Trump relaxed rules for counter-terrorism attacks outside war zones

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Donald Trump relaxed the rules for counter-terrorism operations outside war zones and gave more control to commanders on the ground when he took over the White House.

Joe Biden’s government on Friday debunked a series of rules secretly enacted by his predecessor in 2017 that are now under review by the White House to see if they should be tightened.

The 11-page document revealed how Trump gave commanders the authority to carry out attacks – such as drone strikes and commando raids – if they fit within a broad set of operational principles, including a ‘near certainty’ requirement, there would be no damage. happen to civilians.

The rules were flexible when it came to exceptions, namely that ‘variations’ could be made ‘where necessary’.

Trump’s policies marked a dramatic departure from the bureaucratic approach of his predecessor Barack Obama, who had put in place strict controls after criticizing the frequency and secrecy of attacks during his first term.

Donald Trump relaxed rules for counter-terrorism operations outside war zones and gave more control to ground commanders when he took over the White House

Donald Trump relaxed rules for counter-terrorism operations outside war zones and gave more control to ground commanders when he took over the White House

The Biden administration on Friday unveiled counter-terrorism rules - such as drone strikes and commando raids - secretly enacted by Trump in 2017 (photo file)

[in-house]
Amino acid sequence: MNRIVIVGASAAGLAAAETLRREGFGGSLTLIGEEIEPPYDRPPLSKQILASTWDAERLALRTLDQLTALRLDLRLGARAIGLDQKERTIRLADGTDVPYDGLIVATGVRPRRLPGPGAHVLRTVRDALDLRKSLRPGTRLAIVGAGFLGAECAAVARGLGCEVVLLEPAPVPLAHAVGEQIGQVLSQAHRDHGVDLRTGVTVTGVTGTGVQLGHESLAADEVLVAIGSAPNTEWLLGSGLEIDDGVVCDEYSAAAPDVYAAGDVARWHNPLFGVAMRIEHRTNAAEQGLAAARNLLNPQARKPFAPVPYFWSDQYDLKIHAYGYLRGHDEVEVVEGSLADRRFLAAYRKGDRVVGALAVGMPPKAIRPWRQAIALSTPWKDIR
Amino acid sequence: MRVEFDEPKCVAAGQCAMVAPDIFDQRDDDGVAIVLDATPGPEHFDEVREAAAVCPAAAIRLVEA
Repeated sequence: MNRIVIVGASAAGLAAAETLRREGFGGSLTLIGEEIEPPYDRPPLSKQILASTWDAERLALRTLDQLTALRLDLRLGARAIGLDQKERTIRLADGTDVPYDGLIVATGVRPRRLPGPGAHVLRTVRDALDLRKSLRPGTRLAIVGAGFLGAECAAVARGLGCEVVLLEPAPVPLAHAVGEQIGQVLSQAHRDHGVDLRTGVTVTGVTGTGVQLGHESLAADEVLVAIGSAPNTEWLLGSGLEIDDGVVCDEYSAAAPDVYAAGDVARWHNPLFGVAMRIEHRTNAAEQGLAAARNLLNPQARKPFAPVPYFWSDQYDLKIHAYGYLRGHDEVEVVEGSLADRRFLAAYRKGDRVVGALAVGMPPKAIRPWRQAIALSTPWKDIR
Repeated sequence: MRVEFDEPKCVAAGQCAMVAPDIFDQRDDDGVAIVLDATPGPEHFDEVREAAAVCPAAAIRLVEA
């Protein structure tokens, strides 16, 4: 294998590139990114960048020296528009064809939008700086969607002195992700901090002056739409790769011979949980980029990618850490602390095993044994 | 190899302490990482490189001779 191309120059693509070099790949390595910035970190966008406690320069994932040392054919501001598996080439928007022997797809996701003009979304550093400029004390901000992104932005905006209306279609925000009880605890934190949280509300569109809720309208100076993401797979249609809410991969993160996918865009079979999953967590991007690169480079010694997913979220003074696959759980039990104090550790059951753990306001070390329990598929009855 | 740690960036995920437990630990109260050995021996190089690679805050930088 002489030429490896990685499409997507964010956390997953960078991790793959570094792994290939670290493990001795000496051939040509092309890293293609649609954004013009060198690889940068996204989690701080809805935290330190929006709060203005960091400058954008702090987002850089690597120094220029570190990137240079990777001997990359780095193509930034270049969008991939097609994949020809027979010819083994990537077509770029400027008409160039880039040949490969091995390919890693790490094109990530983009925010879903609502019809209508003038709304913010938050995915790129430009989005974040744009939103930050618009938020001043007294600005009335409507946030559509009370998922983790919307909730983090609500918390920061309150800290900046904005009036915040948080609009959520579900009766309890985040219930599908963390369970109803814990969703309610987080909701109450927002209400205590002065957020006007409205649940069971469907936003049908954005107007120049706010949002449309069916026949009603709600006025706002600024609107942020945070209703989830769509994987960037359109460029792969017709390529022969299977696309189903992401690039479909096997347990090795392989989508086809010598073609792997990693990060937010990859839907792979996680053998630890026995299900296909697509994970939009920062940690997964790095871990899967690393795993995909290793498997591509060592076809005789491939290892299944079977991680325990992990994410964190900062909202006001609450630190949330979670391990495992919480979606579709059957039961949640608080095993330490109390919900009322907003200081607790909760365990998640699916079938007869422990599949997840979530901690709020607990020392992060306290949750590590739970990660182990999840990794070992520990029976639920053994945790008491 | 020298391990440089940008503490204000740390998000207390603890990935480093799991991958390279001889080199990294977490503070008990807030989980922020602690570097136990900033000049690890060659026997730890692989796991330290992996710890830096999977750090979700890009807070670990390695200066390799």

The Biden administration on Friday unveiled counter-terrorism rules – such as drone strikes and commando raids – secretly enacted by Trump in 2017 (photo file)

A district judge in New York ordered the release of the rules in October in response to lawsuits over the Freedom of Information Act by The New York Times and the American Civil Liberties Union (ACLU).

Some passages were censored in the final version released to prosecutors on Friday entitled, “Principles, Standards, and Procedures for US Direct Action Against Terrorist Targets.”

The rules allow for direct US action against legitimately targeted terrorists “ whose removal, either independently or as part of a wider campaign, is considered reasonably necessary for US efforts to address the threat posed by the terrorist group. ‘.

They state, “The United States will continue to take extraordinary steps to ensure with near certainty that non-combatants are not injured or killed in operations, using all reasonably available information and controls.”

At the heart of the rules discussion is a section that reads, “Changes to the provisions in this section may be made as necessary” – as long as they adhere to other laws and guidelines.

National Security Council spokeswoman Emily Horne declined to comment on the rules, but told the US Times: “We let the previous government talk about their policy.”

Biden had suspended Trump-era rules on his first day of work and passed new policies requiring the White House to approve proposed strikes outside the war zones of Afghanistan, Iraq and Syria.

Biden had suspended Trump-era rules on his first day of work and passed new policies requiring the White House to approve proposed strikes outside the war zones of Afghanistan, Iraq and Syria.

Biden had suspended Trump-era rules on his first term and passed a new policy requiring the White House to approve proposed strikes outside war zones in Afghanistan, Iraq and Syria.